I will not waist your time, but it can be that the SelEX mode of your K 70 is such a multi AF field with a pointed out AF point. It looks like your K 70 is the first camera, who had this mode. Later models, like the K3, K1, KP have SelS SelM SelL and I for example did described my K1, KP. But SelS should be maybe similar to your SelEX on your K 70.

Maybe ask if this SelEX mode for the AF-C is fast enough, or if it slow down your AF system

best regards KPM2

Thanks again.

I don't have the manual downloaded on this computer, but reading the focus options on-line was also totally confusing.

This is not a Pentax-specific bash - companies spend millions of dollars developing a produce - why can't they write a decent manual?

Maybe because few people read them including me. Your K-70 on AF-C using the centre point should be good, I don't use the multipoints as I can't get it to work as well. I find the back AF button to be excellent (on the K-30 it was in a stupid place where you couldn't use it looking through the viewfinder).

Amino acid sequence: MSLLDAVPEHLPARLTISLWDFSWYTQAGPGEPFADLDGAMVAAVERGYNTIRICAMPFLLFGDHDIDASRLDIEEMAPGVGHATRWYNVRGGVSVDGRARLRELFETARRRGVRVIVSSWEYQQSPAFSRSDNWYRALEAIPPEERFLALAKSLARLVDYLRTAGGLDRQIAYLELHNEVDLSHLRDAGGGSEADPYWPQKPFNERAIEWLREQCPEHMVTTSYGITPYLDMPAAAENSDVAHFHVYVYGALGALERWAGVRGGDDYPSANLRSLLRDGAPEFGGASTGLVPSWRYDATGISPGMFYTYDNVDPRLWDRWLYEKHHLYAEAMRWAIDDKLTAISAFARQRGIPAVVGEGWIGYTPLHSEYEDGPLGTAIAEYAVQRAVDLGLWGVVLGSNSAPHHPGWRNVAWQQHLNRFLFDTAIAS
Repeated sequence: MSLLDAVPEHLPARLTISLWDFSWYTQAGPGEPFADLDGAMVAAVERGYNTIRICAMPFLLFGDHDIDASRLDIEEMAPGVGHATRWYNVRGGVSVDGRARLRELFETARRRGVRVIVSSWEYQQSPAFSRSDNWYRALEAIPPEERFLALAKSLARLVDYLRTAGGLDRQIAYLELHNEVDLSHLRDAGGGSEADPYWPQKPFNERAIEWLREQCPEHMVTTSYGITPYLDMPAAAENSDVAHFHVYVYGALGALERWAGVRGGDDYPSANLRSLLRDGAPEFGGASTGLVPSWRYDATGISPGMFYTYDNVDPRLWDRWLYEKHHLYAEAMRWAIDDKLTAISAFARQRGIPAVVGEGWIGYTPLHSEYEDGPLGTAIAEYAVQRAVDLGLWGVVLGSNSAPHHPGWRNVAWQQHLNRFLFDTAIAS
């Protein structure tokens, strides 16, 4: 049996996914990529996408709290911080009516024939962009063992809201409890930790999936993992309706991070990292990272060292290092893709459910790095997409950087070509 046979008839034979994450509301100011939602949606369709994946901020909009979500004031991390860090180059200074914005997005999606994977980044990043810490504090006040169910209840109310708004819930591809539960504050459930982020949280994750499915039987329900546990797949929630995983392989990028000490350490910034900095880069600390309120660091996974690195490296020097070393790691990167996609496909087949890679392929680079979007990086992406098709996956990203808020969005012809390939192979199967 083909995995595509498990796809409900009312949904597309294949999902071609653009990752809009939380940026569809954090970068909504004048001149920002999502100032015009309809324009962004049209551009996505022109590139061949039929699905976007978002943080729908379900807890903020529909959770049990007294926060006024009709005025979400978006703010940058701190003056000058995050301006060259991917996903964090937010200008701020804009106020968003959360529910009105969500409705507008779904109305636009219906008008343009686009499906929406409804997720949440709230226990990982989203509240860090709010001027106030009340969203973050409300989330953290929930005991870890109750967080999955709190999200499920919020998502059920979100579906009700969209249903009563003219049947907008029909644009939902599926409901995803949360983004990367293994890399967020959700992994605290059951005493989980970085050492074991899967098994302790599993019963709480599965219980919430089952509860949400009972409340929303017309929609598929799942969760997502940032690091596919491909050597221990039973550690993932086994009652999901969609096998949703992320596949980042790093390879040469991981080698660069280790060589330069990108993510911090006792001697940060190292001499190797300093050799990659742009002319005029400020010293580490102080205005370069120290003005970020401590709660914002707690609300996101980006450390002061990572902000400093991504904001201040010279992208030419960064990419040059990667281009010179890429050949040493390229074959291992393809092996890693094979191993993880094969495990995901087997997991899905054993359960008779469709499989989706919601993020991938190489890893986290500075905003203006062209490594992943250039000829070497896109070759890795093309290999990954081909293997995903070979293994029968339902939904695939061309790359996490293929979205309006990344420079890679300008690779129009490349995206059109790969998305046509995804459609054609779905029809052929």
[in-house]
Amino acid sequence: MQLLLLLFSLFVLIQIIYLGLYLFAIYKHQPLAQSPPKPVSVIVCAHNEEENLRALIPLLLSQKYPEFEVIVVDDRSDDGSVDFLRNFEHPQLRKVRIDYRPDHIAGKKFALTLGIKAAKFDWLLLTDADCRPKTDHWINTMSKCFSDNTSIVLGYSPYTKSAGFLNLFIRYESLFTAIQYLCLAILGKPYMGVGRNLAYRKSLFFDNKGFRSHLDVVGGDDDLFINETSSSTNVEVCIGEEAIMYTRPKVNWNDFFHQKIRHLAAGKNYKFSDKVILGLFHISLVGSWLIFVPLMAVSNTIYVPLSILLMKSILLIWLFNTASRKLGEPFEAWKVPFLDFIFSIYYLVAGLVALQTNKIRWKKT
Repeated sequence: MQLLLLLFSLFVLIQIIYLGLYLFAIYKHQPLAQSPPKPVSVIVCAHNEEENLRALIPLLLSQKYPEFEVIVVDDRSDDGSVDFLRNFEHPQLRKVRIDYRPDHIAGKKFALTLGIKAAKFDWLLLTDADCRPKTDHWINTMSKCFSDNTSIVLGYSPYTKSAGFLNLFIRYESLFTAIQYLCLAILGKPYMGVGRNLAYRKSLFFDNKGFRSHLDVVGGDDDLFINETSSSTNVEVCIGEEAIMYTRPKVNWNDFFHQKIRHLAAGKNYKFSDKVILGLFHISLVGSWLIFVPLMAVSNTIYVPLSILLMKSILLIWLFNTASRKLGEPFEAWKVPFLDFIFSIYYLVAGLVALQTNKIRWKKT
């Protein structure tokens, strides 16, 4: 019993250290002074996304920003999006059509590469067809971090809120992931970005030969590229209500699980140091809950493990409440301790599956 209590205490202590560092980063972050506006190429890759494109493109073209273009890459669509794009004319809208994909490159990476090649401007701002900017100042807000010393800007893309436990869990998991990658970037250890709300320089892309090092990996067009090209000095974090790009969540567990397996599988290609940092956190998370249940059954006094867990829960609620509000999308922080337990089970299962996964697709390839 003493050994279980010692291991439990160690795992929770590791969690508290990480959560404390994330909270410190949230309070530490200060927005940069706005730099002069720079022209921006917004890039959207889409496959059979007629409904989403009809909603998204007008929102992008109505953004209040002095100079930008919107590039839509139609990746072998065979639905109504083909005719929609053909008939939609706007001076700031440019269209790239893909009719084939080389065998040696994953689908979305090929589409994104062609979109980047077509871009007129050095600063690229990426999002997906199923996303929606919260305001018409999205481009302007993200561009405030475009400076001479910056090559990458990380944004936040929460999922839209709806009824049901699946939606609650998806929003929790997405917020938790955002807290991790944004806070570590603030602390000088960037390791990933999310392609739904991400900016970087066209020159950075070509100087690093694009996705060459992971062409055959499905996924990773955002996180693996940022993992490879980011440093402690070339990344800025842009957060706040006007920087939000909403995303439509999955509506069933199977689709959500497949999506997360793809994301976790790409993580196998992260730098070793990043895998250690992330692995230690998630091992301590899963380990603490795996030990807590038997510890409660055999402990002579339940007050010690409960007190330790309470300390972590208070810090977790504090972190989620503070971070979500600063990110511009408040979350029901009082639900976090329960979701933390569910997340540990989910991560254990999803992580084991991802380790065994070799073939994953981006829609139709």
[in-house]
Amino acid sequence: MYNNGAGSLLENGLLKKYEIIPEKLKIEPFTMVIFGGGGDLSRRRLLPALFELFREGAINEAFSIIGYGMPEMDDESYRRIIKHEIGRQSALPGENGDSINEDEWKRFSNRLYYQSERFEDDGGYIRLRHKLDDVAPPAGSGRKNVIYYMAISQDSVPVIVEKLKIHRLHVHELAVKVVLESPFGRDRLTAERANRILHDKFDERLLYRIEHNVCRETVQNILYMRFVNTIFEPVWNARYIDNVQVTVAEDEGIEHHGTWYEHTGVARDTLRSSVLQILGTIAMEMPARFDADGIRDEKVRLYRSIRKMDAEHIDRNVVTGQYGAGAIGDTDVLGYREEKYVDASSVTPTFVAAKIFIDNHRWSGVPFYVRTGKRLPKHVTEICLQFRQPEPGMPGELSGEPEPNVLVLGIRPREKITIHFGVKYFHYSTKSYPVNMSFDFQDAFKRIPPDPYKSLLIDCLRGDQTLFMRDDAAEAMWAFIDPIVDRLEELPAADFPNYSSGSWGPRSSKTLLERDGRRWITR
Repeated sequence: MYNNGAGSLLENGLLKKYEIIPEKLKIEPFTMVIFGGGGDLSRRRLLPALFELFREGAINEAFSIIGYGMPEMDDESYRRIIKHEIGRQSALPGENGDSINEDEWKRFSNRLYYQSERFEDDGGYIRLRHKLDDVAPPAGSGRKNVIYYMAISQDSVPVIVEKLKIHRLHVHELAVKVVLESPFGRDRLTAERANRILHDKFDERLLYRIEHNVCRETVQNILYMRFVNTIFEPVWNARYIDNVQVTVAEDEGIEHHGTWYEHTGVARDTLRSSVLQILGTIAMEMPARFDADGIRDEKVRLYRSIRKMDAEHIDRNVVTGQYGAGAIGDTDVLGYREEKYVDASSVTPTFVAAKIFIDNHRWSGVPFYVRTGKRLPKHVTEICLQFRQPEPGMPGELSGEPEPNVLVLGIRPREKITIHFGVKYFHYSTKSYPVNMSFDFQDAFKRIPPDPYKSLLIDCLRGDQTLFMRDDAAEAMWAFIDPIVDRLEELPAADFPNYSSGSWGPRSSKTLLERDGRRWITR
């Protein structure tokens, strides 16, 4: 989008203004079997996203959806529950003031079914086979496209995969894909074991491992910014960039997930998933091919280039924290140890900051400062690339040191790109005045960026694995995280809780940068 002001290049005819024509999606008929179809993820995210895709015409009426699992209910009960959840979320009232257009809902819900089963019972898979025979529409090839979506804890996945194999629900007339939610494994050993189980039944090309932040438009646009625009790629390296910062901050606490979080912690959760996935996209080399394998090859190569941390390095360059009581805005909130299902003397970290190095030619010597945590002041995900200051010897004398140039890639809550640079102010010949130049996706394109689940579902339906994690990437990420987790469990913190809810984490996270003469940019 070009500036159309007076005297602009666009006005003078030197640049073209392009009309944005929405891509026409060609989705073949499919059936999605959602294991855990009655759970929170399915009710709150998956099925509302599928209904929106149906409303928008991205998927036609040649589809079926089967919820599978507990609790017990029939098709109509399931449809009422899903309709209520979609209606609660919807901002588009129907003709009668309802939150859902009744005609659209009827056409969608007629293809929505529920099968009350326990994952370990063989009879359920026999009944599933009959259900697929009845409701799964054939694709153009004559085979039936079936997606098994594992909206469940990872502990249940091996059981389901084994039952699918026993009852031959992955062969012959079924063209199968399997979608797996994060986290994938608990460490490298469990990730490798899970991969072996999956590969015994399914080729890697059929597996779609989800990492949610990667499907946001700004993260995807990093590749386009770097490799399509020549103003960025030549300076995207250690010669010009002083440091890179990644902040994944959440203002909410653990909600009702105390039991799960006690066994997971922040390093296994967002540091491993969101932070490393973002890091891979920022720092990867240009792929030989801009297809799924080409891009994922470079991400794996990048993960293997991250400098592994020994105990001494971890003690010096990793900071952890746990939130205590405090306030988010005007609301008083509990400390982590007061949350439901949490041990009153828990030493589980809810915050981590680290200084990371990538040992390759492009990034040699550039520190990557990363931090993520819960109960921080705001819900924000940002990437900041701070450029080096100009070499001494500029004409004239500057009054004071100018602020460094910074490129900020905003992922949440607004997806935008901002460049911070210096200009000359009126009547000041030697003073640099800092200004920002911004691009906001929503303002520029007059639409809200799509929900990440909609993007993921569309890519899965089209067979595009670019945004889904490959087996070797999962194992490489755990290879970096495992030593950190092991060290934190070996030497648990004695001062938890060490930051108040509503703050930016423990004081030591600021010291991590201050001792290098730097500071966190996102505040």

Yes. I just went out and tried multipoints. That focused at other spots I didn't want, so back to single point.

Experiment and practice with both single and multi-point AF on AF-C (AF-S is only for static targets) and see which works best for you but the single definitely works for me using the DA* 60-250 f4.

I didn't have focus issues with tripod mounted landscape pix...

But bird pix (esp. BIF) are challenging and fun. I might try a different lens though.

So lucky you have these beaufiful eagles nearby, I have never seen one as they were wiped out by poachers in Ireland. They are trying to introduce Golden Eagles again but so far only 3 pairs have bred with great difficulty. Looking forward to your focussed eagles! 😉

I hope to oblige.

David

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Oiche Senior Member • Posts: 1,208
Re: maybe the SelEX mode

DavidWright2010 wrote:

Oiche wrote:

DavidWright2010 wrote:

KPM2 wrote:

Hello again DavidWright2010